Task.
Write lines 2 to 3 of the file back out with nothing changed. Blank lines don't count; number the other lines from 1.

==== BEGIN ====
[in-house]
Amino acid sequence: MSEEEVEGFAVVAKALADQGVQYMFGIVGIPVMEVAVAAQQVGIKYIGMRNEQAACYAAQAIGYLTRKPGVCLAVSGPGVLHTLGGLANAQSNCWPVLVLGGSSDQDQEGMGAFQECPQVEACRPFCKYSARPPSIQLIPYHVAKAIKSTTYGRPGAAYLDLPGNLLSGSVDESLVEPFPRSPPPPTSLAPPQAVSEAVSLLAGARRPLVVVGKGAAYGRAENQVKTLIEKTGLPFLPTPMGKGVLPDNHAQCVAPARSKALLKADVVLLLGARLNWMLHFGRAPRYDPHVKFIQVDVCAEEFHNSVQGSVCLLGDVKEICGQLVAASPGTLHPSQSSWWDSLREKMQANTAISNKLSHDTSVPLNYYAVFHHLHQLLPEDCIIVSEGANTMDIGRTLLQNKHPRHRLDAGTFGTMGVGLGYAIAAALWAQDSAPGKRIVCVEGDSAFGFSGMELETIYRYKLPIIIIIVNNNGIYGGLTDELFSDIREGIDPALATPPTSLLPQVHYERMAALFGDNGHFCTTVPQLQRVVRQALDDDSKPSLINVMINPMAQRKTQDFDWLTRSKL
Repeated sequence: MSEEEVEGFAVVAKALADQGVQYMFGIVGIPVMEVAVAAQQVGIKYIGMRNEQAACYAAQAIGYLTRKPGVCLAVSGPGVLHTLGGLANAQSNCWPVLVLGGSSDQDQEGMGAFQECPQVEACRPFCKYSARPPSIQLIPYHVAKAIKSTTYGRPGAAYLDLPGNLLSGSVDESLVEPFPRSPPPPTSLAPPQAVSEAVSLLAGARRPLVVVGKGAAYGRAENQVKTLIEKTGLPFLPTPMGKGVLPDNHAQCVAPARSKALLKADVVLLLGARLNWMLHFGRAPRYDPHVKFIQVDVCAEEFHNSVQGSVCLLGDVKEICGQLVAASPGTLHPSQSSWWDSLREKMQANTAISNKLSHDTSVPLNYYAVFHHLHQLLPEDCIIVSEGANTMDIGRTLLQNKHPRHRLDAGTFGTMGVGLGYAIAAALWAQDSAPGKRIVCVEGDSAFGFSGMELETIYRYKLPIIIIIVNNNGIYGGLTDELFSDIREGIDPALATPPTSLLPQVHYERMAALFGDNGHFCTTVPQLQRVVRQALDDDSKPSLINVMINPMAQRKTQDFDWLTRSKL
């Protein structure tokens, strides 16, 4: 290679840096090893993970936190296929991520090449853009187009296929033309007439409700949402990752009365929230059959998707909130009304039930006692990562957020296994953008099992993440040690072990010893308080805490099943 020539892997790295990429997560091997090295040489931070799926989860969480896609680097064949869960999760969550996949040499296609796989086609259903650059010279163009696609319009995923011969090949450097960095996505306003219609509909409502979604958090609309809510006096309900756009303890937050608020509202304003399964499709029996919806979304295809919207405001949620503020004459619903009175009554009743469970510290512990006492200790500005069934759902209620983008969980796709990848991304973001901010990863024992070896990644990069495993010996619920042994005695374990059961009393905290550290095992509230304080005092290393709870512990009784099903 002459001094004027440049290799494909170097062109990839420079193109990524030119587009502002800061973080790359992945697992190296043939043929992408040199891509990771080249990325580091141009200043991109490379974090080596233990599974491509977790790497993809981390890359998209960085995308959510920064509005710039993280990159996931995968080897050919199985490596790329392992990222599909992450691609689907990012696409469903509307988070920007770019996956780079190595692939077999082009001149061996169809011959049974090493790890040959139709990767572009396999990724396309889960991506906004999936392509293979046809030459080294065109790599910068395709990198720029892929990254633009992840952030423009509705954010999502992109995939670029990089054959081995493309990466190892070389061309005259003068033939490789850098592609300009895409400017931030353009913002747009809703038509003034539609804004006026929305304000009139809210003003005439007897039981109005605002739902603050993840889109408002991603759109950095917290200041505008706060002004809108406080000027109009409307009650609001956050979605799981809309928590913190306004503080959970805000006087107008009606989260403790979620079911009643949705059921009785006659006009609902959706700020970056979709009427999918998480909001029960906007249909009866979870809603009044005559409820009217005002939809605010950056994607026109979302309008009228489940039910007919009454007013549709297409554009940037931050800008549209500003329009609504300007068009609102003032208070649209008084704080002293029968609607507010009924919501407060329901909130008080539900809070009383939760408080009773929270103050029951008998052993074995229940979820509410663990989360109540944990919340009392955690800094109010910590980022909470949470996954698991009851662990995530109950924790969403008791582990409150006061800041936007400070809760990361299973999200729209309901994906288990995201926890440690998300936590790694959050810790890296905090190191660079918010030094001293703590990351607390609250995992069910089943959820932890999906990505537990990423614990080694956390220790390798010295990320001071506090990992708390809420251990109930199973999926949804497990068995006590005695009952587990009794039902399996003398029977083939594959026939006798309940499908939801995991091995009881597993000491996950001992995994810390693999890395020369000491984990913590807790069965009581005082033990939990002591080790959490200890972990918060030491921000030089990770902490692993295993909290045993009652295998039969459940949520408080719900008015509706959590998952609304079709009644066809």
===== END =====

Amino acid sequence: MSEEEVEGFAVVAKALADQGVQYMFGIVGIPVMEVAVAAQQVGIKYIGMRNEQAACYAAQAIGYLTRKPGVCLAVSGPGVLHTLGGLANAQSNCWPVLVLGGSSDQDQEGMGAFQECPQVEACRPFCKYSARPPSIQLIPYHVAKAIKSTTYGRPGAAYLDLPGNLLSGSVDESLVEPFPRSPPPPTSLAPPQAVSEAVSLLAGARRPLVVVGKGAAYGRAENQVKTLIEKTGLPFLPTPMGKGVLPDNHAQCVAPARSKALLKADVVLLLGARLNWMLHFGRAPRYDPHVKFIQVDVCAEEFHNSVQGSVCLLGDVKEICGQLVAASPGTLHPSQSSWWDSLREKMQANTAISNKLSHDTSVPLNYYAVFHHLHQLLPEDCIIVSEGANTMDIGRTLLQNKHPRHRLDAGTFGTMGVGLGYAIAAALWAQDSAPGKRIVCVEGDSAFGFSGMELETIYRYKLPIIIIIVNNNGIYGGLTDELFSDIREGIDPALATPPTSLLPQVHYERMAALFGDNGHFCTTVPQLQRVVRQALDDDSKPSLINVMINPMAQRKTQDFDWLTRSKL
Repeated sequence: MSEEEVEGFAVVAKALADQGVQYMFGIVGIPVMEVAVAAQQVGIKYIGMRNEQAACYAAQAIGYLTRKPGVCLAVSGPGVLHTLGGLANAQSNCWPVLVLGGSSDQDQEGMGAFQECPQVEACRPFCKYSARPPSIQLIPYHVAKAIKSTTYGRPGAAYLDLPGNLLSGSVDESLVEPFPRSPPPPTSLAPPQAVSEAVSLLAGARRPLVVVGKGAAYGRAENQVKTLIEKTGLPFLPTPMGKGVLPDNHAQCVAPARSKALLKADVVLLLGARLNWMLHFGRAPRYDPHVKFIQVDVCAEEFHNSVQGSVCLLGDVKEICGQLVAASPGTLHPSQSSWWDSLREKMQANTAISNKLSHDTSVPLNYYAVFHHLHQLLPEDCIIVSEGANTMDIGRTLLQNKHPRHRLDAGTFGTMGVGLGYAIAAALWAQDSAPGKRIVCVEGDSAFGFSGMELETIYRYKLPIIIIIVNNNGIYGGLTDELFSDIREGIDPALATPPTSLLPQVHYERMAALFGDNGHFCTTVPQLQRVVRQALDDDSKPSLINVMINPMAQRKTQDFDWLTRSKL